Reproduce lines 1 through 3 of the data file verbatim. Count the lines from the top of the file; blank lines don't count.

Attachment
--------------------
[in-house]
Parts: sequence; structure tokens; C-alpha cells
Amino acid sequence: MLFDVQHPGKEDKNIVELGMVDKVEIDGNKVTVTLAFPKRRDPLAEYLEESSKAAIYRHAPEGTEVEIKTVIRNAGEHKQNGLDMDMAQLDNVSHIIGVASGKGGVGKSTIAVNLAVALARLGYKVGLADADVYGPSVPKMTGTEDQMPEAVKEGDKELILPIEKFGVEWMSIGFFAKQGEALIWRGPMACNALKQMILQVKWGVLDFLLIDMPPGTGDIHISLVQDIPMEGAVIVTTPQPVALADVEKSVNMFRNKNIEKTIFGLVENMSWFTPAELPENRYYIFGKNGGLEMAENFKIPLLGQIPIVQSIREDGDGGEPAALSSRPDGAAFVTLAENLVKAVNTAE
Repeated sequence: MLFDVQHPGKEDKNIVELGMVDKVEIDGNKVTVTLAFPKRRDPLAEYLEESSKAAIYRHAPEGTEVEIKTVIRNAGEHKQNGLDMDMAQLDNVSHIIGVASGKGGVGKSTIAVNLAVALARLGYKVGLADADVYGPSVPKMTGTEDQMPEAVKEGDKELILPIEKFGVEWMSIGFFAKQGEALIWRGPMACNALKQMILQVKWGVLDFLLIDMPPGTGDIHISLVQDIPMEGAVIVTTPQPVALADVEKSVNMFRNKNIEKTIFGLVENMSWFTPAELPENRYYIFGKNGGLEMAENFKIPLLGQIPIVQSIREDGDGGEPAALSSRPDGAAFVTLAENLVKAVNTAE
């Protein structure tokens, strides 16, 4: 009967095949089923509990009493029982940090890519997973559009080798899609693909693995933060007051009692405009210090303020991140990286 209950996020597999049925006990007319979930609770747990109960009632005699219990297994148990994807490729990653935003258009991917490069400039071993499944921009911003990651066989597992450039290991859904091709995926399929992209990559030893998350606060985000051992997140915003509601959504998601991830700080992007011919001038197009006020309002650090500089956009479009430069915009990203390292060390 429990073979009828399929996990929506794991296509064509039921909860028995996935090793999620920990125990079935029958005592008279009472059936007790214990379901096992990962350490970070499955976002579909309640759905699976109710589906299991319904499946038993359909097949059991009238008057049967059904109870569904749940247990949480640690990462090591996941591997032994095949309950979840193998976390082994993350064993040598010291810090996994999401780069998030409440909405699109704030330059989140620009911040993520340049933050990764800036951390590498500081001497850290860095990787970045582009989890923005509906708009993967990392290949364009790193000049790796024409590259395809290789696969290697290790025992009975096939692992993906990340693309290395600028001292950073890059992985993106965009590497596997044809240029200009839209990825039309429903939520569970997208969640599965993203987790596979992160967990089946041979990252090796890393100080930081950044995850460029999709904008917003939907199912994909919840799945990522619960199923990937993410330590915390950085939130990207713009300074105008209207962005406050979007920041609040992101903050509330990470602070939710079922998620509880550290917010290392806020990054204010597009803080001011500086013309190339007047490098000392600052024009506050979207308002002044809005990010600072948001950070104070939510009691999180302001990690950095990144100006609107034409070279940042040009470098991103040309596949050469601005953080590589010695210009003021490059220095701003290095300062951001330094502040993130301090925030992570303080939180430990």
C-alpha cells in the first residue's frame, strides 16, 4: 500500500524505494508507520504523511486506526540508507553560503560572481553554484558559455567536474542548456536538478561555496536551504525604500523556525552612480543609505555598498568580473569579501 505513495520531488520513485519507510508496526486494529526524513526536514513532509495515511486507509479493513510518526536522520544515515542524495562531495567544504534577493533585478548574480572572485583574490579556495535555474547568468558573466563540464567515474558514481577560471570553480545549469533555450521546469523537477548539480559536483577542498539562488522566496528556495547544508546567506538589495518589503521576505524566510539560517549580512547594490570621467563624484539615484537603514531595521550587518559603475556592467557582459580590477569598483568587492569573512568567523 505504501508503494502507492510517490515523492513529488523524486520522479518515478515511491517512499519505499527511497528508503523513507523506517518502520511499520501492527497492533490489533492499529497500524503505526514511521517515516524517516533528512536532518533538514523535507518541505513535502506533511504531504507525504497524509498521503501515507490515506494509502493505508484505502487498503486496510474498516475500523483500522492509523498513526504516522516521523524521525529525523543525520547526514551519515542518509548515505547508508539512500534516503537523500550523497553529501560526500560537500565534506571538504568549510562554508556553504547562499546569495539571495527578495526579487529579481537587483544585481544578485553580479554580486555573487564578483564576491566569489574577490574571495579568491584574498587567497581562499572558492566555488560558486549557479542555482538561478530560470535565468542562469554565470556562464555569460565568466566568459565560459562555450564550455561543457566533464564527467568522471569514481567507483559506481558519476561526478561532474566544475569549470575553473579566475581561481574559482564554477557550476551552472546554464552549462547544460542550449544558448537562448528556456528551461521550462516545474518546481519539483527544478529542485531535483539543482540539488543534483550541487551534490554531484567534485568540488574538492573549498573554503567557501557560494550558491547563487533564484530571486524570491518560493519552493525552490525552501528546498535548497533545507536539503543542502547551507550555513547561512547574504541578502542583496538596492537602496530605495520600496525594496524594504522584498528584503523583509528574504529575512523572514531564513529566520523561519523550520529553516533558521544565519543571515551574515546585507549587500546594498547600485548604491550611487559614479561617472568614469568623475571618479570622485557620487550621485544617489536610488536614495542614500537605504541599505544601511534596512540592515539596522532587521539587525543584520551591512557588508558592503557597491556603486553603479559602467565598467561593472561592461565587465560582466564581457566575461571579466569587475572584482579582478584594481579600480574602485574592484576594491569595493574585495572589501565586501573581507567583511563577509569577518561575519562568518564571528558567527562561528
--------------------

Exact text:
[in-house]
Parts: sequence; structure tokens; C-alpha cells
Amino acid sequence: MLFDVQHPGKEDKNIVELGMVDKVEIDGNKVTVTLAFPKRRDPLAEYLEESSKAAIYRHAPEGTEVEIKTVIRNAGEHKQNGLDMDMAQLDNVSHIIGVASGKGGVGKSTIAVNLAVALARLGYKVGLADADVYGPSVPKMTGTEDQMPEAVKEGDKELILPIEKFGVEWMSIGFFAKQGEALIWRGPMACNALKQMILQVKWGVLDFLLIDMPPGTGDIHISLVQDIPMEGAVIVTTPQPVALADVEKSVNMFRNKNIEKTIFGLVENMSWFTPAELPENRYYIFGKNGGLEMAENFKIPLLGQIPIVQSIREDGDGGEPAALSSRPDGAAFVTLAENLVKAVNTAE